DENVER -- The family of a Colorado Marine says a combination of prescription drugs prescribed by the Department of Veterans Affairs nearly led to his death.
Now, a Colorado congressman wants answers.
"In my view, it’s attributing to the suicide rate," said Rep. Mike Coffman, a former Marine who specializes in veterans issues.
After the FOX31 Problem Solvers contacted Coffman, he actively began investigating the case along with others he's been looking into.
He says treatment of 33-year-old wounded Iraq War veteran Cory Hixson points to a much larger picture of how survivors of post-traumatic stress disorder and traumatic brain injury are receiving medical treatment from the VA.
"These veterans are often prescribed a very powerful cocktail of drugs what we call psycho tropic drugs that affect them emotionally. It is a shortcut from the kind of treatment that they need," Coffman said.
Based on the evidence he’s seen, Coffman is officially launching an investigation in Congress.
"What we're seeing quite frankly is a pattern of suicides," he said.
Hixson's family says he'd been suicidal when he took off in the middle of a 25-degree night last weekend in Broomfield.
His wife showed a table full of drugs she says he was taking prescribed by different personnel at the VA.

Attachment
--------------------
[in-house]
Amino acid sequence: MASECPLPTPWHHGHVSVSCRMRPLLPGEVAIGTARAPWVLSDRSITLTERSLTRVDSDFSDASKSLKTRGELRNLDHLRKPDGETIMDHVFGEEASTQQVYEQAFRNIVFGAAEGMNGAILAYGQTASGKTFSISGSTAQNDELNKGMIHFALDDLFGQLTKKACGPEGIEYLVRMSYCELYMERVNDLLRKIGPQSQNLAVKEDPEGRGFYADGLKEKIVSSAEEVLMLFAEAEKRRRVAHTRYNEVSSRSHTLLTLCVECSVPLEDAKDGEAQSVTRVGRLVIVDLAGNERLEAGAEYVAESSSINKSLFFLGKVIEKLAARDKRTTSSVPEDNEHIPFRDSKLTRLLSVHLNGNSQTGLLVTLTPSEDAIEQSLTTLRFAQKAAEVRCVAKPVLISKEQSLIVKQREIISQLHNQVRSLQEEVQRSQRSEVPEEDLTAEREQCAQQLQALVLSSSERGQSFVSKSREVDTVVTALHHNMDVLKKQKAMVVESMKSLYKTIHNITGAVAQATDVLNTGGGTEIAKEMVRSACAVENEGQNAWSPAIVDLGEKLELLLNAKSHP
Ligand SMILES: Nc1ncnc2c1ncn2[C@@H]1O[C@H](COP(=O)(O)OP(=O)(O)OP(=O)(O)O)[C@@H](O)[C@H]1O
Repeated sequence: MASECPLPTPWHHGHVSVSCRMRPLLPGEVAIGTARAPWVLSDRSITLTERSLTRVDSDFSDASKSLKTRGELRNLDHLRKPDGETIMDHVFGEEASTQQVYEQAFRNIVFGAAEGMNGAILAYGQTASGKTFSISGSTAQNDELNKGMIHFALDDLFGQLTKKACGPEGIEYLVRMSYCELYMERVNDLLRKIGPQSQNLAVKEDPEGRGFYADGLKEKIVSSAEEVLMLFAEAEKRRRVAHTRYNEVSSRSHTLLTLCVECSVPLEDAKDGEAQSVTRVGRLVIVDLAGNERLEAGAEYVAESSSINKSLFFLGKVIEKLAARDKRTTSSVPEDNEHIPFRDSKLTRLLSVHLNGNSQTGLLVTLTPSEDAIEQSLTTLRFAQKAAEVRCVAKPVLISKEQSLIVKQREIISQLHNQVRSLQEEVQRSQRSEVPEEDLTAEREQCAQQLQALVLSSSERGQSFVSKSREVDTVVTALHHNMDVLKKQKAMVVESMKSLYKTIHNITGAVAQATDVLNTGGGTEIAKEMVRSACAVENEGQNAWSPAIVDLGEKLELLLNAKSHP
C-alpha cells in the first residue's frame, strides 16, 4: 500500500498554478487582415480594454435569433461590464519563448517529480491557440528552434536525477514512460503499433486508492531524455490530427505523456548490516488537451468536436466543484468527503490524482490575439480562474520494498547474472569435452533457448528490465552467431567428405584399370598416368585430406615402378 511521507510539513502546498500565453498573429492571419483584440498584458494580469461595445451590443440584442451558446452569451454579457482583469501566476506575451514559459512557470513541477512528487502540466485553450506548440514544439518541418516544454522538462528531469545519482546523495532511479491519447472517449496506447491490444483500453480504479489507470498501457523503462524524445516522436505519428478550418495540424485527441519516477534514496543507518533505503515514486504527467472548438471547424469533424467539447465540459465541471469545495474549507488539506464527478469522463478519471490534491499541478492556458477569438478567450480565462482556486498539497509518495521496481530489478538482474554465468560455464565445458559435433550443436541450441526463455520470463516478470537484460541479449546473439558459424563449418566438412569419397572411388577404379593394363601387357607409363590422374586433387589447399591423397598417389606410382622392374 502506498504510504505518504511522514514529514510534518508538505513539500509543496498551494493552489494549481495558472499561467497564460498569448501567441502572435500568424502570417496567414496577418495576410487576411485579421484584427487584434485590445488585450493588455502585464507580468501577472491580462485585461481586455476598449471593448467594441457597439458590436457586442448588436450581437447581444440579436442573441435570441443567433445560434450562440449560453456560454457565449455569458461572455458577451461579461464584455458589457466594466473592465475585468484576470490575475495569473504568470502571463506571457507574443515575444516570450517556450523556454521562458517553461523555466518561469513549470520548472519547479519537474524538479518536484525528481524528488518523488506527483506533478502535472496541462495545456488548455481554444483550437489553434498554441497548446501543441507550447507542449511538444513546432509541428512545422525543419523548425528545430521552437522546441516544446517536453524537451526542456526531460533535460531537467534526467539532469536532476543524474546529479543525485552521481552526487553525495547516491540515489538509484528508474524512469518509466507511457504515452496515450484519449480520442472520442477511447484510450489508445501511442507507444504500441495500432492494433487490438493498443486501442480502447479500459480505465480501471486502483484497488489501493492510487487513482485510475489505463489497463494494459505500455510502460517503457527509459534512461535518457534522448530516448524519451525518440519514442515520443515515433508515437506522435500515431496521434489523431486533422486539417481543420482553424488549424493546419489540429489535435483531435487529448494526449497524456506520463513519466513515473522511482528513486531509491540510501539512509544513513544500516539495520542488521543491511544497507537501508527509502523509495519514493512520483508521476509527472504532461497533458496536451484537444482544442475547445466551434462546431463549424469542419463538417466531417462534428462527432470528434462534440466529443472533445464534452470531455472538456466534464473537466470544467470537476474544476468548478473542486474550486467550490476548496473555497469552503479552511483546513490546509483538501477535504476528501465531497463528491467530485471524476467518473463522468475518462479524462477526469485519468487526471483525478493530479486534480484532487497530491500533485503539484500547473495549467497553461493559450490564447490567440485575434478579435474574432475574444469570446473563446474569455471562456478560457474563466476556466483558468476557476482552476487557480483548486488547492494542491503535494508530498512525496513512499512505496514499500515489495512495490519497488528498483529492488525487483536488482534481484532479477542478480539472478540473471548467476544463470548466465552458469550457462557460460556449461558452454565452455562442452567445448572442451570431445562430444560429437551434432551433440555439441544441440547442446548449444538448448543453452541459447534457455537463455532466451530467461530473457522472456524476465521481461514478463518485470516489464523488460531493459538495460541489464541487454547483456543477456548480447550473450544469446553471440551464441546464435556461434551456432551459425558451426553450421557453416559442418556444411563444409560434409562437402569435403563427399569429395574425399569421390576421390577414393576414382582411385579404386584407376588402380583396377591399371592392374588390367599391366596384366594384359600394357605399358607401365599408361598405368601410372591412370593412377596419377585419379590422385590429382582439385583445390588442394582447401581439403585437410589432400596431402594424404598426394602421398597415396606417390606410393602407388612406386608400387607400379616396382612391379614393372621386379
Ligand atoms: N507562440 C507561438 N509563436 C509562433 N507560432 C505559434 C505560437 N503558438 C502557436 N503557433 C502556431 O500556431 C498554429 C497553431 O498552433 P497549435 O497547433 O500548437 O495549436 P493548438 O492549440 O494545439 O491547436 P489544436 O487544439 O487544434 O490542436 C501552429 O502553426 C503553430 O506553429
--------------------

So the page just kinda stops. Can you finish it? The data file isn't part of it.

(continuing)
According to a Department of Veterans Affairs study of military veteran suicide rates released last summer, an average of about 20 former service members a day take their own lives.
"People need to stick together help their veterans and realize that when they're struggling that they may need help and reach out to them,” said Shala Hixson, Hixson's wife who’s been struggling to care for him.
After meeting with Hixson’s family, Coffman said the pattern of treatment must change.
“Clearly, we want to help this veteran and their family but I have an obligation as a House Veterans Affairs Committee member as a Marine Corps combat veteran myself to help all veterans and this is a problem that affects so many veterans who've returned from combat," he said.
"We act as a liaison between the veteran and the VA,” said Greg Monck of the Colorado Wounded Warrior Project, which has stepped in to help. “To assist and insure that our veterans are getting the benefits they have earned on the battlefield.”
“With all this support my family is confident, we're going to get the help we need,” Shala Hixson said.
But Coffman says too many are not getting that help.AlertMe